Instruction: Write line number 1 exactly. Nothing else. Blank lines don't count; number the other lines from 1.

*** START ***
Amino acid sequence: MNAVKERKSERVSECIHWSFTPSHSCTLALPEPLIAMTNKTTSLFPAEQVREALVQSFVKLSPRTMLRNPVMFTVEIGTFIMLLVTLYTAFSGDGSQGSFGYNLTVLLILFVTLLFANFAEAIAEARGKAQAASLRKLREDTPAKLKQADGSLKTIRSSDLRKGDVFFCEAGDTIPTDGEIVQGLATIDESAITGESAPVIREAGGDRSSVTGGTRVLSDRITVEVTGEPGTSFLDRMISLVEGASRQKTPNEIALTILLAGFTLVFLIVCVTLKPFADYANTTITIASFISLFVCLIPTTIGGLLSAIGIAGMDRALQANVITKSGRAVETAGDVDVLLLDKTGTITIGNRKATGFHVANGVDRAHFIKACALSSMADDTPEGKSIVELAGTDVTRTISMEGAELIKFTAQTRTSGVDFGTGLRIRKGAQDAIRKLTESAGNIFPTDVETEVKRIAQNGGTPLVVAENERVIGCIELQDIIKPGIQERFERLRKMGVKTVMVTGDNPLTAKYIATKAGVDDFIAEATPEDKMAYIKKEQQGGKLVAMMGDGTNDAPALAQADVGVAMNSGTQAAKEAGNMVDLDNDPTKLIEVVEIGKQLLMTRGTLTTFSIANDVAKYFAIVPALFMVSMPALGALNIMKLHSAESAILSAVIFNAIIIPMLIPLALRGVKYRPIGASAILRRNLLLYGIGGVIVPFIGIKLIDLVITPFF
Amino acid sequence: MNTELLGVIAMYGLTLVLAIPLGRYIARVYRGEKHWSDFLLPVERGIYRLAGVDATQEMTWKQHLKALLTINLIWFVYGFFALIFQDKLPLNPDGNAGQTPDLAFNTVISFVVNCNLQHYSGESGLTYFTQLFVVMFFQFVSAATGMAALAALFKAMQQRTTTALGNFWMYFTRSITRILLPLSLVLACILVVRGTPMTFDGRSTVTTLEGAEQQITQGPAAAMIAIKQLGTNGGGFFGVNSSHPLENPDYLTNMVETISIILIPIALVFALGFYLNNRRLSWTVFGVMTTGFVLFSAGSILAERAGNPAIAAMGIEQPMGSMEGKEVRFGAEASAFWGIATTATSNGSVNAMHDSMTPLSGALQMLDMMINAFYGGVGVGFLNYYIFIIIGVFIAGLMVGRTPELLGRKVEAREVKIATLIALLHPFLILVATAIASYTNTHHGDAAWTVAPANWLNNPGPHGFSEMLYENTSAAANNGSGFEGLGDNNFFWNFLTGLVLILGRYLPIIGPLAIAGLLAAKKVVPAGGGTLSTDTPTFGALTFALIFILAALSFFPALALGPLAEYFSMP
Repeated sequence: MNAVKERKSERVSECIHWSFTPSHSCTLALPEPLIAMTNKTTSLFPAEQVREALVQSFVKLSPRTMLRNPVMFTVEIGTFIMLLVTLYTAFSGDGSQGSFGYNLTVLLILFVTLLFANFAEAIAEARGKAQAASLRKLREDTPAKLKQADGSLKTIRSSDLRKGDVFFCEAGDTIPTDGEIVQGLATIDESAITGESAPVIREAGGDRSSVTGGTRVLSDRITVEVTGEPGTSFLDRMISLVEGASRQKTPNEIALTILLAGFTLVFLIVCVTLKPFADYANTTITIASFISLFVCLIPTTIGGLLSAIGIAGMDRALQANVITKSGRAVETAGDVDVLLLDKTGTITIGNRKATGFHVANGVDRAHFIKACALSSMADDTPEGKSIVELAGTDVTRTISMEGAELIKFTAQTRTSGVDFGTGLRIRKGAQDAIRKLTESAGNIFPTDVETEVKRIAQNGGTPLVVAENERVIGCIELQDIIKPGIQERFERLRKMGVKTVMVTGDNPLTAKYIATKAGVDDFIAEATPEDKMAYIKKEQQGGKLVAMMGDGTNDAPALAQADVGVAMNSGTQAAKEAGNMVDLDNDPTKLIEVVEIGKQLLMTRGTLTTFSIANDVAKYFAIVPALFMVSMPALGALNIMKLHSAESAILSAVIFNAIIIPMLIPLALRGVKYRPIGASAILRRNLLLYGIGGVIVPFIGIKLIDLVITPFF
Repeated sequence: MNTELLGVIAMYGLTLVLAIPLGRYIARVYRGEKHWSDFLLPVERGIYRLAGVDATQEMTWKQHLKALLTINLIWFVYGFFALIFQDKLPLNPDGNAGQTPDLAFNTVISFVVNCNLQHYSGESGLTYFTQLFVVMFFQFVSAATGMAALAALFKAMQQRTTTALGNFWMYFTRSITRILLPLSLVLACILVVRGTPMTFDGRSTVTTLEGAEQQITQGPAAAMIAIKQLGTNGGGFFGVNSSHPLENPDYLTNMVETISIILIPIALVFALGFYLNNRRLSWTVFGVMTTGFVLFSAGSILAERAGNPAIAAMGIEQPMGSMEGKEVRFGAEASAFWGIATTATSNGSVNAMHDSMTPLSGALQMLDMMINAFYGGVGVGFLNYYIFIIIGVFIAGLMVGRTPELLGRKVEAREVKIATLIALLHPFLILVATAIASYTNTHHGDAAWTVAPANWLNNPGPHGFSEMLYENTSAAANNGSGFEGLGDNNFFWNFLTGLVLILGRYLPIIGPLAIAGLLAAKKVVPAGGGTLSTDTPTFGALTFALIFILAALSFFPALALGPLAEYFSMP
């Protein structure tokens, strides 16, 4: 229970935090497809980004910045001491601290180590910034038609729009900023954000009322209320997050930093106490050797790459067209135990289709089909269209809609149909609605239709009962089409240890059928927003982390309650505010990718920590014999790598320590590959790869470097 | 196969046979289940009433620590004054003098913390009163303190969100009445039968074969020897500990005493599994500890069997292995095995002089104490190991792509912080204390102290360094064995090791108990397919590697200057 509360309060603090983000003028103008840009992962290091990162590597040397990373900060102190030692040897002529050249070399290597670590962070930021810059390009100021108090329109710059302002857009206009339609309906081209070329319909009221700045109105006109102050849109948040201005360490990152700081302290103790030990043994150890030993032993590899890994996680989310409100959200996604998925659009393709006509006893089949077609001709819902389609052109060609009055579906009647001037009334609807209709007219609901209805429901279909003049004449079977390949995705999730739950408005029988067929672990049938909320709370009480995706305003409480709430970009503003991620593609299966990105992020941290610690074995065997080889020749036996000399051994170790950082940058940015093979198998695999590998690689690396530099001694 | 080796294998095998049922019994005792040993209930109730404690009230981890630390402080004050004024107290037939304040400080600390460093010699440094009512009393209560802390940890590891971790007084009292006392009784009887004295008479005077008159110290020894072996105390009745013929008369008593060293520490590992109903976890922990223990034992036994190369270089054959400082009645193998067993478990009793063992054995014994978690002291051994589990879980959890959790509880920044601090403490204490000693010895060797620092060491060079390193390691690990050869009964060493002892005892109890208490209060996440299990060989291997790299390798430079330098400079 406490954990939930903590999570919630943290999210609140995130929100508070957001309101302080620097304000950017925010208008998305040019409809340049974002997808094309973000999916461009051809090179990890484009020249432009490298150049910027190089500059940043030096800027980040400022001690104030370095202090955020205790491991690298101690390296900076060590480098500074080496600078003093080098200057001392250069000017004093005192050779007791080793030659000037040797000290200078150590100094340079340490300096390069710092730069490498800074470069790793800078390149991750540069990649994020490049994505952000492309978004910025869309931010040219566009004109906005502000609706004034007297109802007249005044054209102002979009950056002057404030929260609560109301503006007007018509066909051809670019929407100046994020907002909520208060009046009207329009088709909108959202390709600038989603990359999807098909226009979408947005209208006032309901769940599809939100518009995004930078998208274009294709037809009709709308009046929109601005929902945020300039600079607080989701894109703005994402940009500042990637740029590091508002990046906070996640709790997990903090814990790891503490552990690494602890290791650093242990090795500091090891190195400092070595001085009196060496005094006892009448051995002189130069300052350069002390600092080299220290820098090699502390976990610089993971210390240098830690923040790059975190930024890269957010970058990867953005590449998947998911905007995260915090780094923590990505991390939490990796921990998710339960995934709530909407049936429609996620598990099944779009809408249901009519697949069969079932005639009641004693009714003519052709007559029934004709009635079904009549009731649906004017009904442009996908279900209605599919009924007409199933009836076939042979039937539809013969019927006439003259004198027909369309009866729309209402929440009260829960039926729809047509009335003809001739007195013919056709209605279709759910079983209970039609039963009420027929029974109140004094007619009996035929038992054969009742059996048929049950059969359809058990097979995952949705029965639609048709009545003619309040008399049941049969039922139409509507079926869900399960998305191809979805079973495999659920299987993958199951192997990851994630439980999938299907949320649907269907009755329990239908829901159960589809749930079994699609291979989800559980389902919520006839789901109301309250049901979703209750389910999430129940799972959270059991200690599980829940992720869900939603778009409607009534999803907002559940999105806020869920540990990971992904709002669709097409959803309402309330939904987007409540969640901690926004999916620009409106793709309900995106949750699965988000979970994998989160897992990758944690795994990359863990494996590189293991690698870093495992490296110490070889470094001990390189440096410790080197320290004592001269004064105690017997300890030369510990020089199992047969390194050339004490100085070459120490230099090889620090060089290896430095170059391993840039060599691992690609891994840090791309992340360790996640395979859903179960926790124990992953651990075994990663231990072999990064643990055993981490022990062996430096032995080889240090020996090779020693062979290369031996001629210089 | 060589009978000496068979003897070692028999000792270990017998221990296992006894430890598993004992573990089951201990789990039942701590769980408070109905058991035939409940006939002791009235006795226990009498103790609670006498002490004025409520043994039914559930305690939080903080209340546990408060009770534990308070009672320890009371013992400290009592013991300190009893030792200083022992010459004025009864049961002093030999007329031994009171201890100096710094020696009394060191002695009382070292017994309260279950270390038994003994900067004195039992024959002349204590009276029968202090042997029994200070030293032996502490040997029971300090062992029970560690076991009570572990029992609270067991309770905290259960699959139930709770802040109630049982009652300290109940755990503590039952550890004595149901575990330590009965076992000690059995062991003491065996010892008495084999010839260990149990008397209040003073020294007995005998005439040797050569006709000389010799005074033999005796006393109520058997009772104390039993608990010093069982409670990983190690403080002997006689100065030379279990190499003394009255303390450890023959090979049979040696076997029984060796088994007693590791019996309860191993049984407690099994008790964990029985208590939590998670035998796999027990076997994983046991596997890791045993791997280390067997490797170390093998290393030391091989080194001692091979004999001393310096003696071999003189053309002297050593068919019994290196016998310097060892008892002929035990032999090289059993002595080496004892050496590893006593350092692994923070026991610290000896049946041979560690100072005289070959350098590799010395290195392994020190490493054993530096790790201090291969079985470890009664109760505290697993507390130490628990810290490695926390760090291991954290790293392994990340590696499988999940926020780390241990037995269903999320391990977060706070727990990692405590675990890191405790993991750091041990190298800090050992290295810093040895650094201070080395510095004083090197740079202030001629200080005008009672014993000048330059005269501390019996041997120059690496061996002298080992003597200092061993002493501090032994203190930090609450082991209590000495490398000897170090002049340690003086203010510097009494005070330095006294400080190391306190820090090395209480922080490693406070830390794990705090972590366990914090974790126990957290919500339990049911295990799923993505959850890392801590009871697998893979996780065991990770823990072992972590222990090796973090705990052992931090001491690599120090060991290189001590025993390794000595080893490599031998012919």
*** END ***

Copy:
Amino acid sequence: MNAVKERKSERVSECIHWSFTPSHSCTLALPEPLIAMTNKTTSLFPAEQVREALVQSFVKLSPRTMLRNPVMFTVEIGTFIMLLVTLYTAFSGDGSQGSFGYNLTVLLILFVTLLFANFAEAIAEARGKAQAASLRKLREDTPAKLKQADGSLKTIRSSDLRKGDVFFCEAGDTIPTDGEIVQGLATIDESAITGESAPVIREAGGDRSSVTGGTRVLSDRITVEVTGEPGTSFLDRMISLVEGASRQKTPNEIALTILLAGFTLVFLIVCVTLKPFADYANTTITIASFISLFVCLIPTTIGGLLSAIGIAGMDRALQANVITKSGRAVETAGDVDVLLLDKTGTITIGNRKATGFHVANGVDRAHFIKACALSSMADDTPEGKSIVELAGTDVTRTISMEGAELIKFTAQTRTSGVDFGTGLRIRKGAQDAIRKLTESAGNIFPTDVETEVKRIAQNGGTPLVVAENERVIGCIELQDIIKPGIQERFERLRKMGVKTVMVTGDNPLTAKYIATKAGVDDFIAEATPEDKMAYIKKEQQGGKLVAMMGDGTNDAPALAQADVGVAMNSGTQAAKEAGNMVDLDNDPTKLIEVVEIGKQLLMTRGTLTTFSIANDVAKYFAIVPALFMVSMPALGALNIMKLHSAESAILSAVIFNAIIIPMLIPLALRGVKYRPIGASAILRRNLLLYGIGGVIVPFIGIKLIDLVITPFF